Creator / L. Frank Baum

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Picture missing the ball and chain attached to silver shoes.
"When I was young I longed to write a great novel that should win me fame. Now that I am getting old my first book is written to amuse children. For aside from my evident inability to do anything "great," I have learned to regard fame as a will-o-the-wisp which, when caught, is not worth the possession; but to please a child is a sweet and lovely thing that warms one's heart and brings its own reward."

Lyman (long for "L.") Frank Baum (May 15, 1856 May 6, 1919) was an American author, best known for The Wonderful Wizard of Oz—a work so popular that, in fact, he was chained to the series and wrote Oz book after Oz book while longing to write anything else. Which helps explain what a Continuity Snarl the Oz books are. Before being utterly trapped by Oz, he wrote a number of other works, such as The Life & Adventures of Santa Claus.

Works by L. Frank Baum with their own trope pages include:

Other works by L. Frank Baum provide examples of:

  • Author Appeal: Magic (he had a strong interest in Theosophy), strong and sensible female characters in positions of power (his wife and mother in law were suffragettes and proto-feminists).
  • Cameo Prop: Baum died before MGM's version of The Wizard of Oz was filmed, but, in a remarkable coincidence, his coat played a role in the movie. The studio wardrobe department had trouble getting just the right look for Frank Morgan's "Professor Marvel". Finally, they went to a nearby thrift shop and bought an old, shabby frock coat for him to wear. While on the set, Morgan turned out the pocket of the coat, and noticed a name tag of the previous owner: L. Frank Baum. (This was later confirmed by Baum's widow and the tailor that made the coat.) Amusingly, when Margaret Hamilton first heard about it, she initially refused to believe it, claiming it to be nothing more than an MGM-concocted rumor to drum up publicity for the movie.
  • Cloud Cuckoo Land: A lot of his fictional countries, but especially Mo in The Magical Monarch of Mo. For point of reference, this is a place where the treatment for sore throat is to remove a person's neck, turn it inside out, put it out to cure, turn it right-side-in again, and put the person's neck back. You can also get out of a deep pit by pushing the side so hard it flips the pit upside-down so you're at the top, not the bottom.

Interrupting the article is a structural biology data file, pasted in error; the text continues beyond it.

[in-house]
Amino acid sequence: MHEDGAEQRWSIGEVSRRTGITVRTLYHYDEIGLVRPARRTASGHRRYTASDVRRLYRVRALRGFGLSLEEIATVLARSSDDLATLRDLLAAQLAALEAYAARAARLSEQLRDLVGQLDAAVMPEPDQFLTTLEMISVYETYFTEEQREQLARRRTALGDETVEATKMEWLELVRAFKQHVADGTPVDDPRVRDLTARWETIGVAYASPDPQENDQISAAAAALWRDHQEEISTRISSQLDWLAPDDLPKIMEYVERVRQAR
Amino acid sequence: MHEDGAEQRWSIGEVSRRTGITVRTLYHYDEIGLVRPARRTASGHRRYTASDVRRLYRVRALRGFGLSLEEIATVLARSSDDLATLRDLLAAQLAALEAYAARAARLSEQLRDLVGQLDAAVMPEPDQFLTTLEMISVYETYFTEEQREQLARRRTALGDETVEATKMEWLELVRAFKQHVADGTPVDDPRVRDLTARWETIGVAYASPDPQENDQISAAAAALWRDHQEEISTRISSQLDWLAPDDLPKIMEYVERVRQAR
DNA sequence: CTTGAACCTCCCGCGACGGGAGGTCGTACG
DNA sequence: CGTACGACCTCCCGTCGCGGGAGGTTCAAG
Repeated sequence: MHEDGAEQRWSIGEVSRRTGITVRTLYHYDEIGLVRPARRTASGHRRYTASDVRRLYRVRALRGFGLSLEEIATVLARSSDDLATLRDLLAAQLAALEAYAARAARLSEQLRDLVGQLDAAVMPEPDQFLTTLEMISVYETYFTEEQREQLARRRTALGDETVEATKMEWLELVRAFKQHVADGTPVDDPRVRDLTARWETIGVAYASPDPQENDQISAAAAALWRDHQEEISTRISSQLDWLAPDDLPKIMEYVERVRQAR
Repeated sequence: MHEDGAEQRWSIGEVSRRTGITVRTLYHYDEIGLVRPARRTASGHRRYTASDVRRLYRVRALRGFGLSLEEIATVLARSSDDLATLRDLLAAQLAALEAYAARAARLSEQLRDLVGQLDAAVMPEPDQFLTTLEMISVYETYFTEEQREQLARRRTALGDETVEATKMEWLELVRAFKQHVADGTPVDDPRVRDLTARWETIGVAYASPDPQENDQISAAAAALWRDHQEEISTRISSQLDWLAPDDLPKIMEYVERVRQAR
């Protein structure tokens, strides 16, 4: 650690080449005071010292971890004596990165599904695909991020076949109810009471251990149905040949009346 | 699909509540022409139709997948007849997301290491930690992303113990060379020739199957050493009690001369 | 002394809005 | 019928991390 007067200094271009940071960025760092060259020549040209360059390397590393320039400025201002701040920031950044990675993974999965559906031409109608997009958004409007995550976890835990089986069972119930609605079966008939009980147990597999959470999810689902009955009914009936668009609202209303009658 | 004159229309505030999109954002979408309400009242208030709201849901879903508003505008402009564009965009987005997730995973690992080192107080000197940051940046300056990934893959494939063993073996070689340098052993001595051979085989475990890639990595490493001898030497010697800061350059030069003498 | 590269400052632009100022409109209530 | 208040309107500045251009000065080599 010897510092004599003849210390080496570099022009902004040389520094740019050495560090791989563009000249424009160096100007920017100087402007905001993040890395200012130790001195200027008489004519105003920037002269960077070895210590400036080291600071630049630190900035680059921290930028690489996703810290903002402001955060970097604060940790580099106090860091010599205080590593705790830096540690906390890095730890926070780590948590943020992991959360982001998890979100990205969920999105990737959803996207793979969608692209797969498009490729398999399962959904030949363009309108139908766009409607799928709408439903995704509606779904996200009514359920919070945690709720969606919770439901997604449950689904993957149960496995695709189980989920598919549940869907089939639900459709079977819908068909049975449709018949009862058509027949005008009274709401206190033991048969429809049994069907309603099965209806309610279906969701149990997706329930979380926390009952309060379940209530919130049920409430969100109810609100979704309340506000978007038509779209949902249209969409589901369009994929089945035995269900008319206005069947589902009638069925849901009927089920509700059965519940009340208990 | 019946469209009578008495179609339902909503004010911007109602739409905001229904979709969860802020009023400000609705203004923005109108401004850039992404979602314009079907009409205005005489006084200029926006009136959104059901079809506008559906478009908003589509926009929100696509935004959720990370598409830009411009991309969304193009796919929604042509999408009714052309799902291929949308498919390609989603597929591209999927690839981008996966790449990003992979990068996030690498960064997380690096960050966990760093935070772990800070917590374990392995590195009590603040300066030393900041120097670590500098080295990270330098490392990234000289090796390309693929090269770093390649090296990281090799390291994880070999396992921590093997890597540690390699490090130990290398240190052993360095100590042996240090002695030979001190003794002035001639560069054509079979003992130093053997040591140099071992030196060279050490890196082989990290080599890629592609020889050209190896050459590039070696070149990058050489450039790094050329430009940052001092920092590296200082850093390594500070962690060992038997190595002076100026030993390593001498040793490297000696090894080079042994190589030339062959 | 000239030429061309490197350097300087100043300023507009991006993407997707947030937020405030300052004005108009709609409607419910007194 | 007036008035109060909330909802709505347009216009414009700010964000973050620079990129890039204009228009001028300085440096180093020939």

• Creator Backlash: While he didn't exactly hate the book that made him famous, he was disappointed that none of his other literary attempts were anywhere near as successful, forcing him to continue writing Oz sequels for the money. He tried several times to end the series (for instance, by having Oz be permanently cut off from communication the outside world), but the public would have none of it.
  • Nightmare Fuel Station Attendant: He wrote the Oz books partly because he thought traditional Fairy Tales were too scary (and definitely had a point there).note  But when your first book has a character who was enchanted to hack himself to pieces with an axe, becoming a Steampunk Cyborg; the second book has a protagonist forced to live her life as the wrong gender; and the third book has a vain princess and her hall of interchangeable heads, then you kinda missed the point about not loading your work with Nightmare Fuel.
  • Public-Domain Character: Santa Claus.
    • The Oz books are now public domain as well, at least those published before 1923, which includes all of Baum's work. Certain aspects from later books and adaptations are still copyrighted, most famously the 1939 film's Ruby Slippers (they're silver in the original).
  • Santa Claus: The Life and Adventures of Santa Claus is a partial Trope Codifier for some of our modern Santa mythos.
  • Wacky Wayside Tribe: The Oz books in particular are loaded with them.
  • Weird Weather: The Magical Monarch of Mo is about a Cloudcuckooland where it rains lemonade and snows popcorn, "and the lightning in the sky resembles the most beautiful fireworks; and the thunder is usually a chorus from the opera of Tannhauser." The land, rain, and snow all return in The Scarecrow of Oz.

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